Public–Private Partnerships for Infrastructure Development
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Public–Private Partnerships for Infrastructure Development

Finance, Stakeholder Alignment, Governance

Edited by Raymond E. Levitt, W. R. Scott and Michael J. Garvin

Large infrastructure projects often face significant cost overruns and stakeholder fragmentation. Public-Private Partnerships (PPPs) allow governments to procure long-term infrastructure services from private providers, rather than developing, financing, and managing infrastructure assets themselves. Aligning public and private interests and institutional logics for decades-long service contracts subject to shifting economic and political contexts creates significant governance challenges. We integrate multiple theoretical perspectives with empirical evidence to examine how experiences from more mature PPP jurisdictions can help improve PPP governance approaches worldwide.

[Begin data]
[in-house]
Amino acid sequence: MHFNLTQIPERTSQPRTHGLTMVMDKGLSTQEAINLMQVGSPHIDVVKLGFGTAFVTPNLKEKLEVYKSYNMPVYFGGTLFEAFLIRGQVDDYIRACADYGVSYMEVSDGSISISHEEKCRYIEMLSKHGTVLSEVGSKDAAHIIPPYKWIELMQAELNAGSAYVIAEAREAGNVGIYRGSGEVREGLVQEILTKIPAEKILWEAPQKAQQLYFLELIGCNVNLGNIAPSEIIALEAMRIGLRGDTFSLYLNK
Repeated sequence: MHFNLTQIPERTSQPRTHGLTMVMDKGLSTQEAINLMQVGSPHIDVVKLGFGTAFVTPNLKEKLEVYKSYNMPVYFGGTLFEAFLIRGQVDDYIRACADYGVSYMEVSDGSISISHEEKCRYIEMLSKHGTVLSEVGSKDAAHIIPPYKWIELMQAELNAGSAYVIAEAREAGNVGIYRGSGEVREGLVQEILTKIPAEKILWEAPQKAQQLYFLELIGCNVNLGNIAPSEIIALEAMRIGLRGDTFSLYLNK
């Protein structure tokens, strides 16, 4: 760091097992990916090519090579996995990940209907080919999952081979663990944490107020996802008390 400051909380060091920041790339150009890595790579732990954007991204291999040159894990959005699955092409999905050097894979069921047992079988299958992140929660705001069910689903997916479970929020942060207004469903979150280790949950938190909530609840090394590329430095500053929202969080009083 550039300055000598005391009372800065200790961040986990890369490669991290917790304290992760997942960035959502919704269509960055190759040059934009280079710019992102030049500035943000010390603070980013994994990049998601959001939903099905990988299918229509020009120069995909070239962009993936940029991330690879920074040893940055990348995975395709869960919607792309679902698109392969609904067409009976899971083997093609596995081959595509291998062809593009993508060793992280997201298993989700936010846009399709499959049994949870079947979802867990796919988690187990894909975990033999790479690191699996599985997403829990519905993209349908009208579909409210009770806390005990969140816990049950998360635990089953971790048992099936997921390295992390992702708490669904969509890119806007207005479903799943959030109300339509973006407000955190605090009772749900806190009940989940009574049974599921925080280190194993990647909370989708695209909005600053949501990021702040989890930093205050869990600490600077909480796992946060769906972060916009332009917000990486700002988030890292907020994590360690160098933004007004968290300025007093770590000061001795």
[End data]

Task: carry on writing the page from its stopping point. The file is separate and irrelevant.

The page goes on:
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Chapter 13: Community investment and crowdfunding as partnership strategies for local infrastructure delivery

Kate E. Gasparro

Abstract

A trend toward the use of private sector partners and toward decentralization of participation in funding mechanisms has witnessed the rise of community investment in the form of crowdfunding of public infrastructure projects. While community funding _ for example, municipal bonds or other forms of capital cost sharing _ has long been utilized, civic crowdfunding has arisen with the advent of online platforms. This new mode has been employed at state, regional and community levels in the United States. The chapter explores the advantages and challenges associated with the use of crowdfunding by conducting two case studies involving the construction of two protected bicycle lanes in two different cities. Results suggest that crowdfunding can result in increased engagement of community members in project shaping and increased accountability for project owners and sponsors to the affected community.

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